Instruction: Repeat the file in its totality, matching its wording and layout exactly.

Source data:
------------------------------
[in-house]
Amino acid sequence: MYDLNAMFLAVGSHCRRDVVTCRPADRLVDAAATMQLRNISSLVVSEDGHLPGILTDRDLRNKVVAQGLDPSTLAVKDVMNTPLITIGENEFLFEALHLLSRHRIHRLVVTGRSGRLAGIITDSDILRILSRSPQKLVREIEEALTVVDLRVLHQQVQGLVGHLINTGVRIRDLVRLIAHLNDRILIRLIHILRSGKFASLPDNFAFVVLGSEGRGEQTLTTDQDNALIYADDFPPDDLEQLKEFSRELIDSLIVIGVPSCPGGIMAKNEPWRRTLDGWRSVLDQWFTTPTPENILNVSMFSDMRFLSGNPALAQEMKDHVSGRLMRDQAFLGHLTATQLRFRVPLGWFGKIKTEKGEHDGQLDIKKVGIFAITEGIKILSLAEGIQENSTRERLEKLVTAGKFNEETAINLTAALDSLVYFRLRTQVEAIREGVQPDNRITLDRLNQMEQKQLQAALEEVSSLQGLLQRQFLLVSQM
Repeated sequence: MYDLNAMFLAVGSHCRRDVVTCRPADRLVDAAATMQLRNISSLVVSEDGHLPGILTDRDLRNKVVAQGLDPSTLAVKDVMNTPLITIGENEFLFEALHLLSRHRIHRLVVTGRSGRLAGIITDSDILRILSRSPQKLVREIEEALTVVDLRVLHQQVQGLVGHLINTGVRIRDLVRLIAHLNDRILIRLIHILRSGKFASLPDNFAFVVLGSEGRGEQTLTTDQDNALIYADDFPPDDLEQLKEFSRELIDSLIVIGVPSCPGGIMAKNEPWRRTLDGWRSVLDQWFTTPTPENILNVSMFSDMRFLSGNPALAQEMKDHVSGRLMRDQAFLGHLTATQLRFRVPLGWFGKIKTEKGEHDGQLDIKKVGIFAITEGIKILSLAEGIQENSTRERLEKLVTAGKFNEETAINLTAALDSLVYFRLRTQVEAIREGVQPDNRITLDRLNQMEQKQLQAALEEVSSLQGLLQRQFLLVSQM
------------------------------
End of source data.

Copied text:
[in-house]
Amino acid sequence: MYDLNAMFLAVGSHCRRDVVTCRPADRLVDAAATMQLRNISSLVVSEDGHLPGILTDRDLRNKVVAQGLDPSTLAVKDVMNTPLITIGENEFLFEALHLLSRHRIHRLVVTGRSGRLAGIITDSDILRILSRSPQKLVREIEEALTVVDLRVLHQQVQGLVGHLINTGVRIRDLVRLIAHLNDRILIRLIHILRSGKFASLPDNFAFVVLGSEGRGEQTLTTDQDNALIYADDFPPDDLEQLKEFSRELIDSLIVIGVPSCPGGIMAKNEPWRRTLDGWRSVLDQWFTTPTPENILNVSMFSDMRFLSGNPALAQEMKDHVSGRLMRDQAFLGHLTATQLRFRVPLGWFGKIKTEKGEHDGQLDIKKVGIFAITEGIKILSLAEGIQENSTRERLEKLVTAGKFNEETAINLTAALDSLVYFRLRTQVEAIREGVQPDNRITLDRLNQMEQKQLQAALEEVSSLQGLLQRQFLLVSQM
Repeated sequence: MYDLNAMFLAVGSHCRRDVVTCRPADRLVDAAATMQLRNISSLVVSEDGHLPGILTDRDLRNKVVAQGLDPSTLAVKDVMNTPLITIGENEFLFEALHLLSRHRIHRLVVTGRSGRLAGIITDSDILRILSRSPQKLVREIEEALTVVDLRVLHQQVQGLVGHLINTGVRIRDLVRLIAHLNDRILIRLIHILRSGKFASLPDNFAFVVLGSEGRGEQTLTTDQDNALIYADDFPPDDLEQLKEFSRELIDSLIVIGVPSCPGGIMAKNEPWRRTLDGWRSVLDQWFTTPTPENILNVSMFSDMRFLSGNPALAQEMKDHVSGRLMRDQAFLGHLTATQLRFRVPLGWFGKIKTEKGEHDGQLDIKKVGIFAITEGIKILSLAEGIQENSTRERLEKLVTAGKFNEETAINLTAALDSLVYFRLRTQVEAIREGVQPDNRITLDRLNQMEQKQLQAALEEVSSLQGLLQRQFLLVSQM